# Borwein's algorithm

In mathematics, Borwein's algorithm is an algorithm devised by Jonathan and Peter Borwein to calculate the value of 1/π. They devised several other algorithms. They published the book Pi and the AGM – A Study in Analytic Number Theory and Computational Complexity.

## Ramanujan–Sato series

These two are examples of a Ramanujan–Sato series. The related Chudnovsky algorithm uses a discriminant with class number 1.

### Class number 2 (1989)

Start by setting[citation needed]

{\begin{aligned}A&=212175710912{\sqrt {61}}+1657145277365\\B&=13773980892672{\sqrt {61}}+107578229802750\\C&=\left(5280\left(236674+30303{\sqrt {61}}\right)\right)^{3}\end{aligned}} Then

${\frac {1}{\pi }}=12\sum _{n=0}^{\infty }{\frac {(-1)^{n}(6n)!\,(A+nB)}{(n!)^{3}(3n)!\,C^{n+{\frac {1}{2}}}}}$ Each additional term of the partial sum yields approximately 25 digits.

### Class number 4 (1993)

Start by setting[citation needed]

{\begin{aligned}A={}&63365028312971999585426220\\&{}+28337702140800842046825600{\sqrt {5}}\\&{}+384{\sqrt {5}}{\big (}10891728551171178200467436212395209160385656017\\&{}+\left.4870929086578810225077338534541688721351255040{\sqrt {5}}\right)^{\frac {1}{2}}\\B={}&7849910453496627210289749000\\&{}+3510586678260932028965606400{\sqrt {5}}\\&{}+2515968{\sqrt {3110}}{\big (}6260208323789001636993322654444020882161\\&{}+\left.2799650273060444296577206890718825190235{\sqrt {5}}\right)^{\frac {1}{2}}\\C={}&-214772995063512240\\&{}-96049403338648032{\sqrt {5}}\\&{}-1296{\sqrt {5}}{\big (}10985234579463550323713318473\\&{}+\left.4912746253692362754607395912{\sqrt {5}}\right)^{\frac {1}{2}}\end{aligned}} Then

${\frac {\sqrt {-C^{3}}}{\pi }}=\sum _{n=0}^{\infty }{{\frac {(6n)!}{(3n)!(n!)^{3}}}{\frac {A+nB}{C^{3n}}}}$ Each additional term of the series yields approximately 50 digits.

## Iterative algorithms

Start by setting

{\begin{aligned}a_{0}&={\sqrt {2}}\\b_{0}&=0\\p_{0}&=2+{\sqrt {2}}\end{aligned}} Then iterate

{\begin{aligned}a_{n+1}&={\frac {{\sqrt {a_{n}}}+{\frac {1}{\sqrt {a_{n}}}}}{2}}\\b_{n+1}&={\frac {(1+b_{n}){\sqrt {a_{n}}}}{a_{n}+b_{n}}}\\p_{n+1}&={\frac {(1+a_{n+1})\,p_{n}b_{n+1}}{1+b_{n+1}}}\end{aligned}} Then pk converges quadratically to π; that is, each iteration approximately doubles the number of correct digits. The algorithm is not self-correcting; each iteration must be performed with the desired number of correct digits for π's final result.

### Cubic convergence (1991)

Start by setting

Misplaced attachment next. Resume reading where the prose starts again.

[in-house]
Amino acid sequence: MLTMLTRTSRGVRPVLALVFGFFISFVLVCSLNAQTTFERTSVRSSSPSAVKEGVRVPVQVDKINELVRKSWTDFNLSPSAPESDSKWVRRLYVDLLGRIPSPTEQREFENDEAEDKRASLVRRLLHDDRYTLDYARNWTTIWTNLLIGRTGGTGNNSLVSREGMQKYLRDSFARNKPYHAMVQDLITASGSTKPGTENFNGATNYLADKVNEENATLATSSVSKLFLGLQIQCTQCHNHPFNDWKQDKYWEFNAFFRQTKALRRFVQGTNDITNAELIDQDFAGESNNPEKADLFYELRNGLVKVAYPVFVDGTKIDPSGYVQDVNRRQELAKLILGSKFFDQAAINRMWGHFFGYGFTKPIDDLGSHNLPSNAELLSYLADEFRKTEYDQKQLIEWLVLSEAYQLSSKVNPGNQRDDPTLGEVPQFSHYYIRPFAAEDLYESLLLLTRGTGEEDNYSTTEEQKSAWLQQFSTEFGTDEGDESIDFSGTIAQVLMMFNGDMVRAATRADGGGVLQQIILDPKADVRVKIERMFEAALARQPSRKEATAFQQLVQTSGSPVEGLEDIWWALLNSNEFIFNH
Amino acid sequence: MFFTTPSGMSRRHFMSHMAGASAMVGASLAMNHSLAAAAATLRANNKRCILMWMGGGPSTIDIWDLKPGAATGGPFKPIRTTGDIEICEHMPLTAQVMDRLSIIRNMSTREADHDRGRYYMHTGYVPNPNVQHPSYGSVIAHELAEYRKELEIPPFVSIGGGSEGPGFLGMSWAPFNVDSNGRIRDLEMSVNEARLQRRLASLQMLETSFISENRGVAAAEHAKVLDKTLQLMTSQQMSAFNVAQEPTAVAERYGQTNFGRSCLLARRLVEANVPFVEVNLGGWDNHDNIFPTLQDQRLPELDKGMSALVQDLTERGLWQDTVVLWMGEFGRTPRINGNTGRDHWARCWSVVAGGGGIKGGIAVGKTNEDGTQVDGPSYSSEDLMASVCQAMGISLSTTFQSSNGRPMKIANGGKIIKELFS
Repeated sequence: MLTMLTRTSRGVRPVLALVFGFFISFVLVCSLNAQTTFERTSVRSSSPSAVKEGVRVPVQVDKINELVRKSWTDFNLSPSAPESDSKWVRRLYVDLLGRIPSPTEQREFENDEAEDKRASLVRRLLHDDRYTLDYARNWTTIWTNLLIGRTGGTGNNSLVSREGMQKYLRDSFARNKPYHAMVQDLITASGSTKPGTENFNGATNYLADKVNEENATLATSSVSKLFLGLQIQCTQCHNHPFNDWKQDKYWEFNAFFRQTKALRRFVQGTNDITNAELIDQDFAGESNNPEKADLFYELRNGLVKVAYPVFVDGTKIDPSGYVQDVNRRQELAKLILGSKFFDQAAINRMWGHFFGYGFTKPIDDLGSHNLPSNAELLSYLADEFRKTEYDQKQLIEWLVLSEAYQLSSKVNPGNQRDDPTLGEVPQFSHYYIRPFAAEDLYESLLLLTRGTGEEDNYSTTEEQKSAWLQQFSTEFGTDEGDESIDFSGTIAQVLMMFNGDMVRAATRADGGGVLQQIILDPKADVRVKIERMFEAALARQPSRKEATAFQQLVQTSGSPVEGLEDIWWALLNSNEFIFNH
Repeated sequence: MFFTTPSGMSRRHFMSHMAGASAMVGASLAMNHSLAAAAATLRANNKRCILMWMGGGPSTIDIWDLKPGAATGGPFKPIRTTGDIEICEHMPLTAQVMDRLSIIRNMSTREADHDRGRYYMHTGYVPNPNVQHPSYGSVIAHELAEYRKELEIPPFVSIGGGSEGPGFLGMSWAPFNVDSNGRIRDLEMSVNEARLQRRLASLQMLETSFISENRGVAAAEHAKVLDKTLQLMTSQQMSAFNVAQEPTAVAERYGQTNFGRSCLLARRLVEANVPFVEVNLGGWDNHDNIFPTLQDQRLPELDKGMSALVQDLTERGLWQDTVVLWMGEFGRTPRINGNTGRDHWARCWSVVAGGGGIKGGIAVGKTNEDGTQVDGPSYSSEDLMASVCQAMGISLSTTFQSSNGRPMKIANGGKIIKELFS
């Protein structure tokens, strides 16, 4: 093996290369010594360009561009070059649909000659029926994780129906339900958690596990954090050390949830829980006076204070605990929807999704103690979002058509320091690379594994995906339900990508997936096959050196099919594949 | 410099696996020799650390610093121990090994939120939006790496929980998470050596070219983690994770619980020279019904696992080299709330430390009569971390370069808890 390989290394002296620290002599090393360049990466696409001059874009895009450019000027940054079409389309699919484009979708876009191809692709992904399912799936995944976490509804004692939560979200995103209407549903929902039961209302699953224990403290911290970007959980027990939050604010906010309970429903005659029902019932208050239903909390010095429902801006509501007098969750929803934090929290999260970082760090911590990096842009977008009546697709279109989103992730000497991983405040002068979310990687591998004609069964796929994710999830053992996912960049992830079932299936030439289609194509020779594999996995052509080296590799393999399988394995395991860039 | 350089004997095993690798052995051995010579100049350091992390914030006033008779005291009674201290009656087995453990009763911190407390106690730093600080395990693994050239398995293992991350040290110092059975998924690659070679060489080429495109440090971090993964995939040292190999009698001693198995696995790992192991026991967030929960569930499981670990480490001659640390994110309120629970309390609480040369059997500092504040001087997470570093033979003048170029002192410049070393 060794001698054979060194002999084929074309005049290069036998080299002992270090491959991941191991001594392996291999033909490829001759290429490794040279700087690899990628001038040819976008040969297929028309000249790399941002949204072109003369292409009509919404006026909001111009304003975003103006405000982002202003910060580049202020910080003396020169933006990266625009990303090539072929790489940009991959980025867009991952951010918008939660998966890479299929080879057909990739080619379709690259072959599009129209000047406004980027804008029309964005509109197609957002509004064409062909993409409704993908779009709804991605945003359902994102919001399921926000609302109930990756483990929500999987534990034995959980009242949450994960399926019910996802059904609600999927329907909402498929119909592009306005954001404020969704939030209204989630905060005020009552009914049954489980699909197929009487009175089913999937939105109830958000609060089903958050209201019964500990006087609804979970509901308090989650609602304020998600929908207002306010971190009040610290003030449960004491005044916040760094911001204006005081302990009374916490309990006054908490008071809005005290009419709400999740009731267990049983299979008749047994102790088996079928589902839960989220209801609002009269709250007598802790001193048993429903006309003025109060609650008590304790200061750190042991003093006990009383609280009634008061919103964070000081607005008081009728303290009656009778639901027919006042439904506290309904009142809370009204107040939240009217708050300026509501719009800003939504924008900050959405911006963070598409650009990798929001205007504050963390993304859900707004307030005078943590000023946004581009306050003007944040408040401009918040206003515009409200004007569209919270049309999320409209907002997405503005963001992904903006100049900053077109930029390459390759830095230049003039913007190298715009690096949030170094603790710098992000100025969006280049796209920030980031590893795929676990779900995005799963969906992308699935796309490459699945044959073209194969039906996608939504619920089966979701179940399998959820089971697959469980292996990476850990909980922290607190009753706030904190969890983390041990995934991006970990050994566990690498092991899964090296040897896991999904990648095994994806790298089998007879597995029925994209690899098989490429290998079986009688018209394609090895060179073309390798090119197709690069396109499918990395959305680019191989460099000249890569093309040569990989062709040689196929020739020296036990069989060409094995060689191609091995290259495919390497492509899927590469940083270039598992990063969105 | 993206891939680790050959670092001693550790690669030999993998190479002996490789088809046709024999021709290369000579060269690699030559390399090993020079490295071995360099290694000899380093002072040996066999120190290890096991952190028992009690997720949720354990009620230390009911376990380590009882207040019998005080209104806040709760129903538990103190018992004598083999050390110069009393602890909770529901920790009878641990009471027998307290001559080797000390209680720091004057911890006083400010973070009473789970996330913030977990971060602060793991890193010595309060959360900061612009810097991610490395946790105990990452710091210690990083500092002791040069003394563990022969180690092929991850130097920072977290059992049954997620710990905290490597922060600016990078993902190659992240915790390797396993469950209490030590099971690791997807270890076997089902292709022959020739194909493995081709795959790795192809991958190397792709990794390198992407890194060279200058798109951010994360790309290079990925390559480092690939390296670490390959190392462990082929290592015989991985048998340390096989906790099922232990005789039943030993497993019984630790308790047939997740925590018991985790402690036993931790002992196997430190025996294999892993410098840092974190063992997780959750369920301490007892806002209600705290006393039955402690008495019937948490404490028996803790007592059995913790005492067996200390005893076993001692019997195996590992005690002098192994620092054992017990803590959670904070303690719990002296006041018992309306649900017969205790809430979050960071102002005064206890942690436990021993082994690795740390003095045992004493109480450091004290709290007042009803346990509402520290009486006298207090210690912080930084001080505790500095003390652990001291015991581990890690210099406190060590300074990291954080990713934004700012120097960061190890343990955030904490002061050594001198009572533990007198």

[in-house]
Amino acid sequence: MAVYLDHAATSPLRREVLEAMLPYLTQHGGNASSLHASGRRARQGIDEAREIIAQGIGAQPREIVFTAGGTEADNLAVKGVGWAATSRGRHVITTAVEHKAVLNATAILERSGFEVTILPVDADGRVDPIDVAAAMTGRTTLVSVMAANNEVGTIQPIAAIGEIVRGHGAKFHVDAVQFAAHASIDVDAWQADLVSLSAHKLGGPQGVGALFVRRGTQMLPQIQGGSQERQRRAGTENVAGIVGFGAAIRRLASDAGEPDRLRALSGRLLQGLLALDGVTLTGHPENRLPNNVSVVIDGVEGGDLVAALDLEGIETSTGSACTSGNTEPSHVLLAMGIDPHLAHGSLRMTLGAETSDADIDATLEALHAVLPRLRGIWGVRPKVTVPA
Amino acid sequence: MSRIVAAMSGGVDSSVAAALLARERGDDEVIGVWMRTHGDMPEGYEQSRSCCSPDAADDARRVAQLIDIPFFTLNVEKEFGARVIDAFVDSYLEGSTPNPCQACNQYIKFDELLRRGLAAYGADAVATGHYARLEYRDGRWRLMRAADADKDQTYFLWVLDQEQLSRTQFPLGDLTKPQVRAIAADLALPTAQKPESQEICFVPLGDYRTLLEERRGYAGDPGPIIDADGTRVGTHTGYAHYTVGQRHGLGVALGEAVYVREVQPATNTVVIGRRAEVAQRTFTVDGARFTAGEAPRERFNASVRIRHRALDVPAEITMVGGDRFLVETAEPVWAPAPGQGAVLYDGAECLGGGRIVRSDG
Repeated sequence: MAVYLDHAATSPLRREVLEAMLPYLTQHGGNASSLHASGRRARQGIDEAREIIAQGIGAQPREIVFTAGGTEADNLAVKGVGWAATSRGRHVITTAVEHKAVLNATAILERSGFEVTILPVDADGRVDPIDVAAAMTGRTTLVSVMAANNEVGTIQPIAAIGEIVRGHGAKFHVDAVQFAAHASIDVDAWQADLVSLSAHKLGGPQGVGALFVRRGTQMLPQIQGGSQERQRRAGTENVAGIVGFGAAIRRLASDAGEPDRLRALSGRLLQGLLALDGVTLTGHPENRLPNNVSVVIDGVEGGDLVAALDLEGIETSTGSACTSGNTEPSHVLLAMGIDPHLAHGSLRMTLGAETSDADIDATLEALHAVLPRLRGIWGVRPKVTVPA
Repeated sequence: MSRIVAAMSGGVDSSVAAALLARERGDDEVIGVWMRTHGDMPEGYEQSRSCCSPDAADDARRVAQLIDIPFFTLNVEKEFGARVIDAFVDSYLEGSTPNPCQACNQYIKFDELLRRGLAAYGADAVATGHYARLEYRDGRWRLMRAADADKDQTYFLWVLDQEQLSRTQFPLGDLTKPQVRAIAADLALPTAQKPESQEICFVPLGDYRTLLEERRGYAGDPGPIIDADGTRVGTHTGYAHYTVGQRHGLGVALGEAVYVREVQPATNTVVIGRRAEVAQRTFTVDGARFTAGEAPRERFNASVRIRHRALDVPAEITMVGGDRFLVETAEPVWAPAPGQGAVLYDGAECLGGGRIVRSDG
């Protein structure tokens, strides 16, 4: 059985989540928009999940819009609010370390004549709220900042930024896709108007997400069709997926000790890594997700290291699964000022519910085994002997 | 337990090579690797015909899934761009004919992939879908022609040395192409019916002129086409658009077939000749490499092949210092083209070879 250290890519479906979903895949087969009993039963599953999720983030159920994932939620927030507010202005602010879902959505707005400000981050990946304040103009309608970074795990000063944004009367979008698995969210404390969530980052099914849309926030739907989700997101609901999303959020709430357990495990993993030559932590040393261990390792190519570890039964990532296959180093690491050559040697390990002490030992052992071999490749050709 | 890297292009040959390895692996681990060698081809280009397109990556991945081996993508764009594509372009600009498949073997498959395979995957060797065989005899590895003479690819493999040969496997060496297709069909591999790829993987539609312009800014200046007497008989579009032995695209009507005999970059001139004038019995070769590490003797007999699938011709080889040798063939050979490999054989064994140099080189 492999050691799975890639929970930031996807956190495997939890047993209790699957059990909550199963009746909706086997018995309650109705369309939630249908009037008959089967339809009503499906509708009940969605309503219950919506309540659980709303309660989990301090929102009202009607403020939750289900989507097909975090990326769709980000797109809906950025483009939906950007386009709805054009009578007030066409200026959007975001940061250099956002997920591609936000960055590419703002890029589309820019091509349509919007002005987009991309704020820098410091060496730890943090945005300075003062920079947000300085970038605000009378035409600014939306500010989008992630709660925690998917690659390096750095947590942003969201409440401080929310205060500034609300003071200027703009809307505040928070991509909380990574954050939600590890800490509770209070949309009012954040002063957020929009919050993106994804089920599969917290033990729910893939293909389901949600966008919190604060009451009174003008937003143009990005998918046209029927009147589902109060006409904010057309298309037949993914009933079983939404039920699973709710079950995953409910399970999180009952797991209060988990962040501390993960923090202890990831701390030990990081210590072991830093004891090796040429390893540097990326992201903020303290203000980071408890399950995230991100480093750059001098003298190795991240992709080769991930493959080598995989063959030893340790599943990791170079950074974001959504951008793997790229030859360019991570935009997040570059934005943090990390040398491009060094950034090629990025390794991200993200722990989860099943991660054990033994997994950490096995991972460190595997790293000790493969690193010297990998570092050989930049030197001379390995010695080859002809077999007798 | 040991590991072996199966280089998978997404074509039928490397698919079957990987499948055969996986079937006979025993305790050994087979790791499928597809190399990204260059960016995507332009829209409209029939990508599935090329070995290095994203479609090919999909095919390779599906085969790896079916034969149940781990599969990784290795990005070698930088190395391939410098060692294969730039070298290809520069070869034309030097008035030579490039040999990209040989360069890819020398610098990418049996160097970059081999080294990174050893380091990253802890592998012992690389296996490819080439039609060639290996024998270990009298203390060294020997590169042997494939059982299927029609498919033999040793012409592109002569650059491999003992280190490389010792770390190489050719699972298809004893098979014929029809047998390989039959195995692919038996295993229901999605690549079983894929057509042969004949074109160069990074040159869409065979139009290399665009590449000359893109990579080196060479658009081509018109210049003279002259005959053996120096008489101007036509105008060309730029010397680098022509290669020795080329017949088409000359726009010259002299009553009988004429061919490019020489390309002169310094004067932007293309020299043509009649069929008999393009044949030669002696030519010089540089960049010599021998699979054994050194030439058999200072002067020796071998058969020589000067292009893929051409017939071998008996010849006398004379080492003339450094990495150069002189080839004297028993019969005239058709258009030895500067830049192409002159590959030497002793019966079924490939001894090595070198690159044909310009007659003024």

{\begin{aligned}a_{0}&={\frac {1}{3}}\\s_{0}&={\frac {{\sqrt {3}}-1}{2}}\end{aligned}} Then iterate

{\begin{aligned}r_{k+1}&={\frac {3}{1+2\left(1-s_{k}^{3}\right)^{\frac {1}{3}}}}\\s_{k+1}&={\frac {r_{k+1}-1}{2}}\\a_{k+1}&=r_{k+1}^{2}a_{k}-3^{k}\left(r_{k+1}^{2}-1\right)\end{aligned}} Then ak converges cubically to 1/π; that is, each iteration approximately triples the number of correct digits.

### Quartic convergence (1985)

Start by setting

{\begin{aligned}a_{0}&=2\left({\sqrt {2}}-1\right)^{2}\\y_{0}&={\sqrt {2}}-1\end{aligned}} Then iterate

{\begin{aligned}y_{k+1}&={\frac {1-\left(1-y_{k}^{4}\right)^{\frac {1}{4}}}{1+\left(1-y_{k}^{4}\right)^{\frac {1}{4}}}}\\a_{k+1}&=a_{k}\left(1+y_{k+1}\right)^{4}-2^{2k+3}y_{k+1}\left(1+y_{k+1}+y_{k+1}^{2}\right)\end{aligned}} Then ak converges quartically against 1/π; that is, each iteration approximately quadruples the number of correct digits. The algorithm is not self-correcting; each iteration must be performed with the desired number of correct digits for π's final result.

One iteration of this algorithm is equivalent to two iterations of the Gauss–Legendre algorithm. A proof of these algorithms can be found here:

### Quintic convergence

Start by setting

{\begin{aligned}a_{0}&={\frac {1}{2}}\\s_{0}&=5\left({\sqrt {5}}-2\right)={\frac {5}{\phi ^{3}}}\end{aligned}} where $\phi ={\tfrac {1+{\sqrt {5}}}{2}}$ is the golden ratio. Then iterate

{\begin{aligned}x_{n+1}&={\frac {5}{s_{n}}}-1\\y_{n+1}&=\left(x_{n+1}-1\right)^{2}+7\\z_{n+1}&=\left({\frac {1}{2}}x_{n+1}\left(y_{n+1}+{\sqrt {y_{n+1}^{2}-4x_{n+1}^{3}}}\right)\right)^{\frac {1}{5}}\\a_{n+1}&=s_{n}^{2}a_{n}-5^{n}\left({\frac {s_{n}^{2}-5}{2}}+{\sqrt {s_{n}\left(s_{n}^{2}-2s_{n}+5\right)}}\right)\\s_{n+1}&={\frac {25}{\left(z_{n+1}+{\frac {x_{n+1}}{z_{n+1}}}+1\right)^{2}s_{n}}}\end{aligned}} Then ak converges quintically to 1/π (that is, each iteration approximately quintuples the number of correct digits), and the following condition holds:

$0 ### Nonic convergence

Start by setting

{\begin{aligned}a_{0}&={\frac {1}{3}}\\r_{0}&={\frac {{\sqrt {3}}-1}{2}}\\s_{0}&=\left(1-r_{0}^{3}\right)^{\frac {1}{3}}\end{aligned}} Then iterate

{\begin{aligned}t_{n+1}&=1+2r_{n}\\u_{n+1}&=\left(9r_{n}\left(1+r_{n}+r_{n}^{2}\right)\right)^{\frac {1}{3}}\\v_{n+1}&=t_{n+1}^{2}+t_{n+1}u_{n+1}+u_{n+1}^{2}\\w_{n+1}&={\frac {27\left(1+s_{n}+s_{n}^{2}\right)}{v_{n+1}}}\\a_{n+1}&=w_{n+1}a_{n}+3^{2n-1}\left(1-w_{n+1}\right)\\s_{n+1}&={\frac {\left(1-r_{n}\right)^{3}}{\left(t_{n+1}+2u_{n+1}\right)v_{n+1}}}\\r_{n+1}&=\left(1-s_{n+1}^{3}\right)^{\frac {1}{3}}\end{aligned}} Then ak converges nonically to 1/π; that is, each iteration approximately multiplies the number of correct digits by nine.